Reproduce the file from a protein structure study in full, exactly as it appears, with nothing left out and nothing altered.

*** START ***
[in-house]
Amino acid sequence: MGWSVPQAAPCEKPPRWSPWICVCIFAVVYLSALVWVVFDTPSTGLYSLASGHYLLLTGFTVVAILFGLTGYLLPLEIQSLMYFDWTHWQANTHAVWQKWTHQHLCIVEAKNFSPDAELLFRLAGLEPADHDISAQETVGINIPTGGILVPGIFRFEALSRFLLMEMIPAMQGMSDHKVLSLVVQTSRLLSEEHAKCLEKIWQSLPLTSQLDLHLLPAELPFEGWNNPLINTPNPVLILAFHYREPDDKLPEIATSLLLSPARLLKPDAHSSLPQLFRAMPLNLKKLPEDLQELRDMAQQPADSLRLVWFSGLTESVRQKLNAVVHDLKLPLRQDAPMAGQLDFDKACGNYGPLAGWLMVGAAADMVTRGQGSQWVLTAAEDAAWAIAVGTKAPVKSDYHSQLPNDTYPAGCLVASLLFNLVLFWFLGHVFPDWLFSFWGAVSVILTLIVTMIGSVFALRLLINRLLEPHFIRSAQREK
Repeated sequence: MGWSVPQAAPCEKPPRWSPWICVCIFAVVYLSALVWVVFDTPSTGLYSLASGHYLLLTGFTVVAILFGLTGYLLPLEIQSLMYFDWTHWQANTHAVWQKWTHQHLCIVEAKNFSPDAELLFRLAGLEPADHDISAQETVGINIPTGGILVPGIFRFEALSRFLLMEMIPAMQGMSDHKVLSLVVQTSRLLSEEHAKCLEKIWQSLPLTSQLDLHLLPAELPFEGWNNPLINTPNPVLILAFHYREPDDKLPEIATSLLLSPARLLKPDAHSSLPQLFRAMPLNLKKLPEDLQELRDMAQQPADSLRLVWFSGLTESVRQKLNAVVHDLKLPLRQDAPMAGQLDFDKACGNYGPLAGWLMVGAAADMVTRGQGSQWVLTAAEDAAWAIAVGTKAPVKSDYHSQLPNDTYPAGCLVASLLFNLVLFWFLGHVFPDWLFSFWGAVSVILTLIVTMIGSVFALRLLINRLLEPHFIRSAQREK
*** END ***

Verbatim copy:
[in-house]
Amino acid sequence: MGWSVPQAAPCEKPPRWSPWICVCIFAVVYLSALVWVVFDTPSTGLYSLASGHYLLLTGFTVVAILFGLTGYLLPLEIQSLMYFDWTHWQANTHAVWQKWTHQHLCIVEAKNFSPDAELLFRLAGLEPADHDISAQETVGINIPTGGILVPGIFRFEALSRFLLMEMIPAMQGMSDHKVLSLVVQTSRLLSEEHAKCLEKIWQSLPLTSQLDLHLLPAELPFEGWNNPLINTPNPVLILAFHYREPDDKLPEIATSLLLSPARLLKPDAHSSLPQLFRAMPLNLKKLPEDLQELRDMAQQPADSLRLVWFSGLTESVRQKLNAVVHDLKLPLRQDAPMAGQLDFDKACGNYGPLAGWLMVGAAADMVTRGQGSQWVLTAAEDAAWAIAVGTKAPVKSDYHSQLPNDTYPAGCLVASLLFNLVLFWFLGHVFPDWLFSFWGAVSVILTLIVTMIGSVFALRLLINRLLEPHFIRSAQREK
Repeated sequence: MGWSVPQAAPCEKPPRWSPWICVCIFAVVYLSALVWVVFDTPSTGLYSLASGHYLLLTGFTVVAILFGLTGYLLPLEIQSLMYFDWTHWQANTHAVWQKWTHQHLCIVEAKNFSPDAELLFRLAGLEPADHDISAQETVGINIPTGGILVPGIFRFEALSRFLLMEMIPAMQGMSDHKVLSLVVQTSRLLSEEHAKCLEKIWQSLPLTSQLDLHLLPAELPFEGWNNPLINTPNPVLILAFHYREPDDKLPEIATSLLLSPARLLKPDAHSSLPQLFRAMPLNLKKLPEDLQELRDMAQQPADSLRLVWFSGLTESVRQKLNAVVHDLKLPLRQDAPMAGQLDFDKACGNYGPLAGWLMVGAAADMVTRGQGSQWVLTAAEDAAWAIAVGTKAPVKSDYHSQLPNDTYPAGCLVASLLFNLVLFWFLGHVFPDWLFSFWGAVSVILTLIVTMIGSVFALRLLINRLLEPHFIRSAQREK